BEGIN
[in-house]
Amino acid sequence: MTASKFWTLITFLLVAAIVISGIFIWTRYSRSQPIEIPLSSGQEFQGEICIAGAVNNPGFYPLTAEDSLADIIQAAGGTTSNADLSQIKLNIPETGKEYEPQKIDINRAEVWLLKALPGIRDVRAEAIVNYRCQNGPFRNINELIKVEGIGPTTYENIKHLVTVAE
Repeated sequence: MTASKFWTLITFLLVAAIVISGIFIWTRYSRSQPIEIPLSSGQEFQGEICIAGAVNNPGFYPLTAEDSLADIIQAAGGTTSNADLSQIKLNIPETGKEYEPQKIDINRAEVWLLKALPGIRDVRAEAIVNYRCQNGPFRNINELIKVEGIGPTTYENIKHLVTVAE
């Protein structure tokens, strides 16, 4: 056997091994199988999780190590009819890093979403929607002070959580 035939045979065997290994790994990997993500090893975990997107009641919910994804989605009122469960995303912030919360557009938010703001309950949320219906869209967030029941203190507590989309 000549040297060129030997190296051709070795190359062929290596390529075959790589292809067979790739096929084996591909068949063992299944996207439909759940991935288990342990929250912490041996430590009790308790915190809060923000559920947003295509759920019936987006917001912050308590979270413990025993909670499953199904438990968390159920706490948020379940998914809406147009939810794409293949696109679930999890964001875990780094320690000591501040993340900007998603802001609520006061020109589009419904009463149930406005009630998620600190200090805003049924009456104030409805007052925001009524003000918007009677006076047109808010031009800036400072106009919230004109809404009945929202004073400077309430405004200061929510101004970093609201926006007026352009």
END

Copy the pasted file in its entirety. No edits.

[in-house]
Amino acid sequence: MTASKFWTLITFLLVAAIVISGIFIWTRYSRSQPIEIPLSSGQEFQGEICIAGAVNNPGFYPLTAEDSLADIIQAAGGTTSNADLSQIKLNIPETGKEYEPQKIDINRAEVWLLKALPGIRDVRAEAIVNYRCQNGPFRNINELIKVEGIGPTTYENIKHLVTVAE
Repeated sequence: MTASKFWTLITFLLVAAIVISGIFIWTRYSRSQPIEIPLSSGQEFQGEICIAGAVNNPGFYPLTAEDSLADIIQAAGGTTSNADLSQIKLNIPETGKEYEPQKIDINRAEVWLLKALPGIRDVRAEAIVNYRCQNGPFRNINELIKVEGIGPTTYENIKHLVTVAE
């Protein structure tokens, strides 16, 4: 056997091994199988999780190590009819890093979403929607002070959580 035939045979065997290994790994990997993500090893975990997107009641919910994804989605009122469960995303912030919360557009938010703001309950949320219906869209967030029941203190507590989309 000549040297060129030997190296051709070795190359062929290596390529075959790589292809067979790739096929084996591909068949063992299944996207439909759940991935288990342990929250912490041996430590009790308790915190809060923000559920947003295509759920019936987006917001912050308590979270413990025993909670499953199904438990968390159920706490948020379940998914809406147009939810794409293949696109679930999890964001875990780094320690000591501040993340900007998603802001609520006061020109589009419904009463149930406005009630998620600190200090805003049924009456104030409805007052925001009524003000918007009677006076047109808010031009800036400072106009919230004109809404009945929202004073400077309430405004200061929510101004970093609201926006007026352009």